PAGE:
PCBs are industrial chemicals found in sealing compounds, coolants in electrical components and paint additives. PCBs were first detected in the Great Lakes in the late 1960s33. At this time, factories were dumping PCB waste into the Lakes because it was not yet recognized as being toxic. Human bodies that have been occasionally exposed to PCBs take a median of 2.6 years to break down lowly-chlorinated PCBs and a median of 4.8 years to break down highly chlorinated PCBs34. If ingested by humans, PCBs can cause a host of nervous system damage including muscle spasms, weakness and numbness in arms and legs35.

Mercury was first detected in Lake Ontario sediment in 196836. No one realized that dumping inorganic mercury could be harmful until scientists later discovered that marine bacterium converts the inorganic mercury into toxic methyl mercury37. Methyl mercury settles in the fish’s tissues and is highly toxic to the birds or humans who consume the fish38.

The Deloro Mine site discharges arsenic and heavy metals into the Moira River and the Zwicks landfill site leaks leachate into the Bay of Quinte39. Arsenic and leachate are examples of two toxins other than DDT, PCBs and mercury that can be found in the Bay of Quinte but the latter three remain the most notorious.

[Review 2020]     For context, leachate is a “cocktail” of different chemicals leaking (leaching) out of the soils from the former industrial site. This document appears to use leachate as a type of chemical.

Aluminium and Chromium
[click image to enlarge]
Copper and Iron
[click image to enlarge]
Manganese and Zinc
[click image to enlarge]

28 [back] "Zebra Mussels." National Atlas, 2007, National Atlas. 30 Sep 2007 http://nationalatlas.gov/articles/biology/a_zm.html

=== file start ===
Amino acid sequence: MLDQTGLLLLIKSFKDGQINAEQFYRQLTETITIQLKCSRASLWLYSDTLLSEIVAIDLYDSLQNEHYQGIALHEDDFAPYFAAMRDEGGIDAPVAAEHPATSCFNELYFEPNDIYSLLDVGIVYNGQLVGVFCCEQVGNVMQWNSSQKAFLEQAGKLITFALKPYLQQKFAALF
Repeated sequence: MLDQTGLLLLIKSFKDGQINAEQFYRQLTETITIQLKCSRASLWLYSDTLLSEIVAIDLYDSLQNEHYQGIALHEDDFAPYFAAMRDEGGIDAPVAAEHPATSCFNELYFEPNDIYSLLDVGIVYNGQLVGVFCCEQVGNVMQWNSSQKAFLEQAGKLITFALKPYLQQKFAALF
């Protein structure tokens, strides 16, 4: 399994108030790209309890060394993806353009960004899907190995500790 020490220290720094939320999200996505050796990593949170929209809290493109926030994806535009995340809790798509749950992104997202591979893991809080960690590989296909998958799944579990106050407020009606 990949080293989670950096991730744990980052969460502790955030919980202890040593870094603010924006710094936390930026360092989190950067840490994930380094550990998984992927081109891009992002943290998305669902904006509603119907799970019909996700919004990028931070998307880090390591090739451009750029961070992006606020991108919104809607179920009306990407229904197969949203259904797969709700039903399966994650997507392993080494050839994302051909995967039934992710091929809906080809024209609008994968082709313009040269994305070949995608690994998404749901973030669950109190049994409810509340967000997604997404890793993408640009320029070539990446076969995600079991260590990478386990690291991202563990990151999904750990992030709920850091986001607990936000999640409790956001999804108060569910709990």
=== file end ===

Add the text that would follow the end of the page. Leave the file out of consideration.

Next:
29 [back] "Zebra Mussels." Op cit.
30 [back] Toxic Chemicals 58.
31 [back] Karl Harrison, "DDT," 3D Chem. 1997, 30 Sep. 2007 http://www.3dchem.com/molecules.asp?ID=90
32 [back] The Great Lakes: An Environmental Atlas 18.
33 [back] Toxic Chemicals 13.
34 [back] Virlyn W. Burse, et al. "Half-life of polychlorinated biphenyls in occupationally exposed workers," Archives of Environmental Health Nov/Dec (1989) Find Articles 08 Oct. 2007 http://findarticles.com/p/articles/mi_m0907/is_n6_v44/ai_8562917.
35 [back] PCBs: Health Canada, 2005. 23 Sept 2007 http://www.hc-sc.gc.ca/iyh-vsv/environ/pcb-bpc_e.html.
36 [back] Toxic Chemicals 13.
37 [back] Barry 63.
38 [back] Barry 63.
39 [back] John Jackson. Great Lakes Hotspots: Ontario Citizens Speak Up, October 2006. 08 Oct. 2007 http://www.citizensrapinfo.ca/report.pdf.

* [back] - This project was developed by Isabel Slone (one of the Society's 2007 "summer students") and was in part funded with a grant from Young Canada Works, in part with a grant from the Municipality of the County of Prince Edward, and in part with this Society's research funds.


Naval Marine ArchiveThe Canadian Collection
205 Main Street, Picton, Ontario, K0K2T0, Canada
Telephone: 1 613 476 1177
E-mail: for comments, queries and suggestions.

Copyright © 2024
Naval Marine Archive
The Canadian Collection

Revised: 16 May 2015